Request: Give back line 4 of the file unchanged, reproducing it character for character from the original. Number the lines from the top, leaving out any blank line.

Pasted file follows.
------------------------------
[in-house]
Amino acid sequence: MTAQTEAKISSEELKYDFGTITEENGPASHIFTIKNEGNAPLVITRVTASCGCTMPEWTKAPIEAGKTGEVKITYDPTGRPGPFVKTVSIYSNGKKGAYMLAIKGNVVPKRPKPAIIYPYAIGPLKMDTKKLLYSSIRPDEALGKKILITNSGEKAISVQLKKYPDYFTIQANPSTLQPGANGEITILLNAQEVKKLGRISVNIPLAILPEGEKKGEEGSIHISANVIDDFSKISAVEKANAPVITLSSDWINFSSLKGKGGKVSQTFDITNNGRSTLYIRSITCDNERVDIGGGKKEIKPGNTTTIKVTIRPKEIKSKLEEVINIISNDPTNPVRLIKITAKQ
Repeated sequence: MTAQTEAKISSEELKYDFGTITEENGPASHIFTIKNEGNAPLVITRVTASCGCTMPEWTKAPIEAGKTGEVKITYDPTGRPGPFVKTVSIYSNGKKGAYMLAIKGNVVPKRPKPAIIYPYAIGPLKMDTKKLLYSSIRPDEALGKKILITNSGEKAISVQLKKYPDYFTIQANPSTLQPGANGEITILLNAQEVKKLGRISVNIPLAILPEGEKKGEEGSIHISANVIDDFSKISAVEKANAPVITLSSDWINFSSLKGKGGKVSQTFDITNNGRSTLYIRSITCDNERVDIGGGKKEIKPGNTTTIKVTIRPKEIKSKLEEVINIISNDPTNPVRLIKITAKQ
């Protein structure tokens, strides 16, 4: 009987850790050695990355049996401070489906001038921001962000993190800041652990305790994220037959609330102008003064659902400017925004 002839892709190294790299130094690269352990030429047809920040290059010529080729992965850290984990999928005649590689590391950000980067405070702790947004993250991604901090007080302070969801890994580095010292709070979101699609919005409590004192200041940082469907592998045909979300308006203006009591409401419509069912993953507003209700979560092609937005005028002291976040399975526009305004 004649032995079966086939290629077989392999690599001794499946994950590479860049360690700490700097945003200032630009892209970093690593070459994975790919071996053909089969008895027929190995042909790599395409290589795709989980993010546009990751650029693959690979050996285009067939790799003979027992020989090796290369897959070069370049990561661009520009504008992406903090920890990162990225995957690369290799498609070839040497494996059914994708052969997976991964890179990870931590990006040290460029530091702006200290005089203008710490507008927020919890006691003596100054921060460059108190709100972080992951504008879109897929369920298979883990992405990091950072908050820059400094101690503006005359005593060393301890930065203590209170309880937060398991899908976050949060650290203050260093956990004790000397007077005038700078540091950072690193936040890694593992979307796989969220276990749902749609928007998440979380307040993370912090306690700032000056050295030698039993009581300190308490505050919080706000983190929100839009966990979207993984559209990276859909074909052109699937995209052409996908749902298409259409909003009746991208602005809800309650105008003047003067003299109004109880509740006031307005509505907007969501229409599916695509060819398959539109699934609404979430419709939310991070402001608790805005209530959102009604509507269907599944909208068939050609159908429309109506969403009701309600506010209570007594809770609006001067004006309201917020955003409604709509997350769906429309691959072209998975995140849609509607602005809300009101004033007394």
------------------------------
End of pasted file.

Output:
């Protein structure tokens, strides 16, 4: 009987850790050695990355049996401070489906001038921001962000993190800041652990305790994220037959609330102008003064659902400017925004 002839892709190294790299130094690269352990030429047809920040290059010529080729992965850290984990999928005649590689590391950000980067405070702790947004993250991604901090007080302070969801890994580095010292709070979101699609919005409590004192200041940082469907592998045909979300308006203006009591409401419509069912993953507003209700979560092609937005005028002291976040399975526009305004 004649032995079966086939290629077989392999690599001794499946994950590479860049360690700490700097945003200032630009892209970093690593070459994975790919071996053909089969008895027929190995042909790599395409290589795709989980993010546009990751650029693959690979050996285009067939790799003979027992020989090796290369897959070069370049990561661009520009504008992406903090920890990162990225995957690369290799498609070839040497494996059914994708052969997976991964890179990870931590990006040290460029530091702006200290005089203008710490507008927020919890006691003596100054921060460059108190709100972080992951504008879109897929369920298979883990992405990091950072908050820059400094101690503006005359005593060393301890930065203590209170309880937060398991899908976050949060650290203050260093956990004790000397007077005038700078540091950072690193936040890694593992979307796989969220276990749902749609928007998440979380307040993370912090306690700032000056050295030698039993009581300190308490505050919080706000983190929100839009966990979207993984559209990276859909074909052109699937995209052409996908749902298409259409909003009746991208602005809800309650105008003047003067003299109004109880509740006031307005509505907007969501229409599916695509060819398959539109699934609404979430419709939310991070402001608790805005209530959102009604509507269907599944909208068939050609159908429309109506969403009701309600506010209570007594809770609006001067004006309201917020955003409604709509997350769906429309691959072209998975995140849609509607602005809300009101004033007394």